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Re: XML observation

From: Martin Duerst <duerst@w3.org>
Date: Tue, 08 Jul 2003 17:21:00 -0400
Message-Id: <4.2.0.58.J.20030708130024.04d135b0@localhost>
To: Graham Klyne <gk@ninebynine.org>, pat hayes <phayes@ihmc.us>, w3c-rdfcore-wg@w3.org
Cc: w3c-i18n-ig@w3.org

Hello Graham,

At 16:56 03/07/08 +0100, Graham Klyne wrote:

>At 10:01 08/07/03 -0400, Martin Duerst wrote:
>>>There a couple of other data I'd like to introduce:  in his 
>>>pre-last-call review of the RDF concepts document, Tim Berners-Lee 
>>>expressed some concern about the "distinguished" nature of XML in RDF 
>>>[1].  That was a comment which was never really given a lot of attention 
>>>that I was aware of, and is one which I personally agree.  Similar 
>>>sentiments have been expressed in an exchange between Patrick and Peter 
>>>Patel-Schneider [2].
>>
>>I discussed this with Tim a few weeks ago. He was not aware of
>>the fact that you don't need an infoset to handle XML literals
>>in RDF.
>
>Hmmm... I'm not sure what the implication of this may be.
>
>RDF/XML syntax is (now) defined in terms of the XML infoset
>of the containing XML document.  So, I think, that suggests that
>XML literals in RDF/XML must likewise be defined.  Or maybe not,
>because RDF literals are defined (in some cases partly) in terms
>of the Unicode string that represents the literal.
>At best, it feels rather convoluted.

Sorry for my imprecision. I think I should have said that
Tim wasn't aware of the fact that there was no need to use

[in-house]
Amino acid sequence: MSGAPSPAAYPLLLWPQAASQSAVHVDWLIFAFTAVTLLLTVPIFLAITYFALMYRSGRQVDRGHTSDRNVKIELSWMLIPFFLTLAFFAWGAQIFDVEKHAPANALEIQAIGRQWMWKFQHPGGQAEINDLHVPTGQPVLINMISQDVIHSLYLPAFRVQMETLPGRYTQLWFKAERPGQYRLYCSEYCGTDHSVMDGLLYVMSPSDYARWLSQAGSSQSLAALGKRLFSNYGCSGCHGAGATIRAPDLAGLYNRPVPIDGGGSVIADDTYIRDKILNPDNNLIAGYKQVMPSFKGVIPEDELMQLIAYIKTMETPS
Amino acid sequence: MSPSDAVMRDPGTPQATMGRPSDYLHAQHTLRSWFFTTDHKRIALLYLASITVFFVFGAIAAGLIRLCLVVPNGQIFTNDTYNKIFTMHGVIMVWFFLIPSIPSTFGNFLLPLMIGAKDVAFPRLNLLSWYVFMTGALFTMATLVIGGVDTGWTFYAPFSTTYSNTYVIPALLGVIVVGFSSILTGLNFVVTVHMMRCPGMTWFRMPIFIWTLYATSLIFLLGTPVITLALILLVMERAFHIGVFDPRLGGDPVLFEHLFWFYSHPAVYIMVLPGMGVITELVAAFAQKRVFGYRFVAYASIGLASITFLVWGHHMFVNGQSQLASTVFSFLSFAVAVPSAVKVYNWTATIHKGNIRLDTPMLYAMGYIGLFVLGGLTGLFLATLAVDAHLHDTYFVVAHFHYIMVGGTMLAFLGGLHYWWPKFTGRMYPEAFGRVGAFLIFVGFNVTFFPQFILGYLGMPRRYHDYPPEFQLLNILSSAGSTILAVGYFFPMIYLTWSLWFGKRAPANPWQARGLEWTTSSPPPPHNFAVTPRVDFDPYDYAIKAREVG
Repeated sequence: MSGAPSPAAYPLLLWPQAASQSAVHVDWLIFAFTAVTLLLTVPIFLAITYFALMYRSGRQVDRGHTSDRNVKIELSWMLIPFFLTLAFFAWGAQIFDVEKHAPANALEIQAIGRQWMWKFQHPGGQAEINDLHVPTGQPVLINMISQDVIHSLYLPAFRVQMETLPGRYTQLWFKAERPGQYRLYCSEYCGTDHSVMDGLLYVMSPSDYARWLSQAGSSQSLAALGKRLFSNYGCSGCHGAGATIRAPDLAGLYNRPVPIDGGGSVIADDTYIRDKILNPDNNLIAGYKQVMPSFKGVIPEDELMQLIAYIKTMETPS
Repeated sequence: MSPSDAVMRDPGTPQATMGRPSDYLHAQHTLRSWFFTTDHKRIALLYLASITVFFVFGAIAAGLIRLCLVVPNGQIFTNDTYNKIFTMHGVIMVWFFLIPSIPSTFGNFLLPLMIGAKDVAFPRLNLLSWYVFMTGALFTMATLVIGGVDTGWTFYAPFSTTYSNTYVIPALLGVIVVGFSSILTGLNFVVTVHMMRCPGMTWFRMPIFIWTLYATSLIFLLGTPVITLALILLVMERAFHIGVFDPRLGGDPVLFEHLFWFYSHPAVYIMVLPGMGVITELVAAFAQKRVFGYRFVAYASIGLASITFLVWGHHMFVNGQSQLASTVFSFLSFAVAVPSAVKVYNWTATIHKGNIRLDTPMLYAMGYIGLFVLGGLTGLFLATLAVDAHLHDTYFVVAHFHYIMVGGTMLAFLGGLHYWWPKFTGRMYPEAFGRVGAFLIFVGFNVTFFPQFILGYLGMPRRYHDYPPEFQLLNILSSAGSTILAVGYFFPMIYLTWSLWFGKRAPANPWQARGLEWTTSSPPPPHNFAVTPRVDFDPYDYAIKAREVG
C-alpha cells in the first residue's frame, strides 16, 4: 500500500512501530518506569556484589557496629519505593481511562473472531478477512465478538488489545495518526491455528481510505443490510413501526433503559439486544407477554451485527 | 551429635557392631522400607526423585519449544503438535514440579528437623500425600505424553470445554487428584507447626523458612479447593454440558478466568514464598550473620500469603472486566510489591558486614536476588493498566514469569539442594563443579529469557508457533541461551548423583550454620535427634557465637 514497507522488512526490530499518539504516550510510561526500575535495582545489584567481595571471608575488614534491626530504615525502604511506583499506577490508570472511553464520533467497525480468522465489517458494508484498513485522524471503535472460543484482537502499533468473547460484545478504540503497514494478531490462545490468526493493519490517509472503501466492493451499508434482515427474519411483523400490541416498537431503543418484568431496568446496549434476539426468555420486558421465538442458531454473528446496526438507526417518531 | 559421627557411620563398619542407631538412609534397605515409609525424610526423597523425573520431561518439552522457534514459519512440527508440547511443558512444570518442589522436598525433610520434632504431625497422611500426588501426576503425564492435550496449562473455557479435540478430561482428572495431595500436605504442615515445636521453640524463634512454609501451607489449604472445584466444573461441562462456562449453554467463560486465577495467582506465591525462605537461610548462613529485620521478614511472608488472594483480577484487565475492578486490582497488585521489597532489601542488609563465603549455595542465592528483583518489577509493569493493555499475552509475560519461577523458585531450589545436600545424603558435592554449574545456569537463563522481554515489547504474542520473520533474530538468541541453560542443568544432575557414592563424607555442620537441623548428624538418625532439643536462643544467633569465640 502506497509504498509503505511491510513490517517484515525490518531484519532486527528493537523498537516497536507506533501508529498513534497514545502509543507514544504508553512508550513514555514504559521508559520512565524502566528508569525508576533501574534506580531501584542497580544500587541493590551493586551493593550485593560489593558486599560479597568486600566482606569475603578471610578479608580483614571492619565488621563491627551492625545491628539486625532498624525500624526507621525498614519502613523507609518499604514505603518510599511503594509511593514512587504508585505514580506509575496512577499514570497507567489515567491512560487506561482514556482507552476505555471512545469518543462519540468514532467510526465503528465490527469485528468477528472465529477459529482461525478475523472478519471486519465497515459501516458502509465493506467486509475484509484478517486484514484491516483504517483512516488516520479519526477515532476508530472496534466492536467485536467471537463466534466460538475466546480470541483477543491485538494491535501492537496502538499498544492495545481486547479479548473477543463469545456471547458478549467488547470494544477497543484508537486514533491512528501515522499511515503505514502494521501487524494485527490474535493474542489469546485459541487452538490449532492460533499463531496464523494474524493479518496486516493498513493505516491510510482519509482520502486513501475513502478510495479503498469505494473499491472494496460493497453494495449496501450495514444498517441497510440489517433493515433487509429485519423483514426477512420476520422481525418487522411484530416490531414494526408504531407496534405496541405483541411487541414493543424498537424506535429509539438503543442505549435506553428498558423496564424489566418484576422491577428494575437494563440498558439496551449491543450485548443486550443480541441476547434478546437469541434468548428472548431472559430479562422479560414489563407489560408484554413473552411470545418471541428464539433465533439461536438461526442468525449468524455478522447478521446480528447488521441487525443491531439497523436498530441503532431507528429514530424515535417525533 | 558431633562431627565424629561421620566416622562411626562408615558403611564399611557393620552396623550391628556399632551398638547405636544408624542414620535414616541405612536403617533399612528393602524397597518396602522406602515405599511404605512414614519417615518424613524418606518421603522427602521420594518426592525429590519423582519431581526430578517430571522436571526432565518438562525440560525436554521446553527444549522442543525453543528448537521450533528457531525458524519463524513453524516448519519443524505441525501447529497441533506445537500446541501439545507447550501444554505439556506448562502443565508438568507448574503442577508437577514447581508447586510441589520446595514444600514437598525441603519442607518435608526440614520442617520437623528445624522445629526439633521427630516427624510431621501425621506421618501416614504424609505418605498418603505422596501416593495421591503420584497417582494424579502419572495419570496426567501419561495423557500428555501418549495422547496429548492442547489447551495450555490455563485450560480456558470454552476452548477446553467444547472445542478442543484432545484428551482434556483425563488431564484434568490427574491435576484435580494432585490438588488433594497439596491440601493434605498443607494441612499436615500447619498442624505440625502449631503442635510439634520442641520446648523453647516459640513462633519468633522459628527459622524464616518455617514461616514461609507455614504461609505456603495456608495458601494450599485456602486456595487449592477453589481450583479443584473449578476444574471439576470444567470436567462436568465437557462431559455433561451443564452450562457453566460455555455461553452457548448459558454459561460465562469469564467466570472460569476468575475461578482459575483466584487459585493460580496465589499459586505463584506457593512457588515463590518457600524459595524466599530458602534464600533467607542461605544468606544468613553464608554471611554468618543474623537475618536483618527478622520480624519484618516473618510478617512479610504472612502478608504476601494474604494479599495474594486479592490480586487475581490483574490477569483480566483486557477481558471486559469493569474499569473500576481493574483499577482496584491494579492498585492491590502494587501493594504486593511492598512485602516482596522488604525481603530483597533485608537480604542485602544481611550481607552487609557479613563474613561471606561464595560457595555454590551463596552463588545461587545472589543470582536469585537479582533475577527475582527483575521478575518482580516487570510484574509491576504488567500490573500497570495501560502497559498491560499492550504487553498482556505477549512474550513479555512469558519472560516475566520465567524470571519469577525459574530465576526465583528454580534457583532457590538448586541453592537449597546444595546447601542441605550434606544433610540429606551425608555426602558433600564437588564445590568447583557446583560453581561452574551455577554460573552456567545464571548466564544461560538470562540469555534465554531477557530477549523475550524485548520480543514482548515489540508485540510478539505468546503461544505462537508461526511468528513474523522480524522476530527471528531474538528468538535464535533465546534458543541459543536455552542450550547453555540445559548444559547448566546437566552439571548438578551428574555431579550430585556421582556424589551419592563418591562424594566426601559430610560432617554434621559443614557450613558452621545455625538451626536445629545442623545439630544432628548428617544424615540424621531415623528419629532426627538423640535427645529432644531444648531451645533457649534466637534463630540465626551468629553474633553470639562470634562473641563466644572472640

the Infoset in an RDF store. An RDF parser will of course
use the infoset in whatever way it is exposed by the API
of the underlying XML parser when it parses RDF/XML.


>>And the inclusion of XML literals in RDF is not a mistake, it's
>>important for i18n reasons. I feel it's terribly sad that this
>>gets ignored here time and again.
>
>You don't quite say this, but this suggests the purpose of XML
>literals in RDF is for I18N.  If so, this would be the first time
>I've heard that suggested.

It is true that I18N was a major advocate for including them
in RDF in the first place. That does not mean that XML literals
in RDF are for I18N only, of course. But it hopefully makes it
understandable that changes to the original design (such as
throwing out xml:lang from XML literals, disconnecting plain
literals and XML literals,...) are seen in a very bad light
on our side.


>This is very suggestive of the role of XML as text-with-markup,

Yes indeed. As I said already, that's what XML literals
were designed for, because there was no other standard way
to include text-with-markup into RDF, and because text-with-markup
was considered too important a thing (expecially for i18n) to
just drop.


>and
>to my mind does little to square that role with XML-for-arbitrary-data.

Yes, it doesn't. And for RDF, it doesn't have to. If you have
structured data, and you want to handle it in RDF, you should
use RDF, not XML. I'm surprised that I should have to tell you.


>I find this lack of clarity about the role of XML to be really unsettling,
>because, as Pat has pointed out, there are some real tensions here.

The tension is here. But RDF has the chance to absorb this
tension in an elegant way, rather than to increase it.


>(Hmmm... general W3C process point:
>given I18N is regarded as so fundamental, I think the purpose would be
>better served by having I18N *participation* from the beginning, or
>at the beginning, not occasional reviews later in the process.)

As Misha already pointed out, I18N was involved from early on
in the M&S days. Misha was a full participant in the RDF WG.
Also, there was a joint meeting at the Technical Plenary in
Cannes in Feb or March 2002.

Regards,    Martin.
Received on Tuesday, 8 July 2003 17:34:05 EDT

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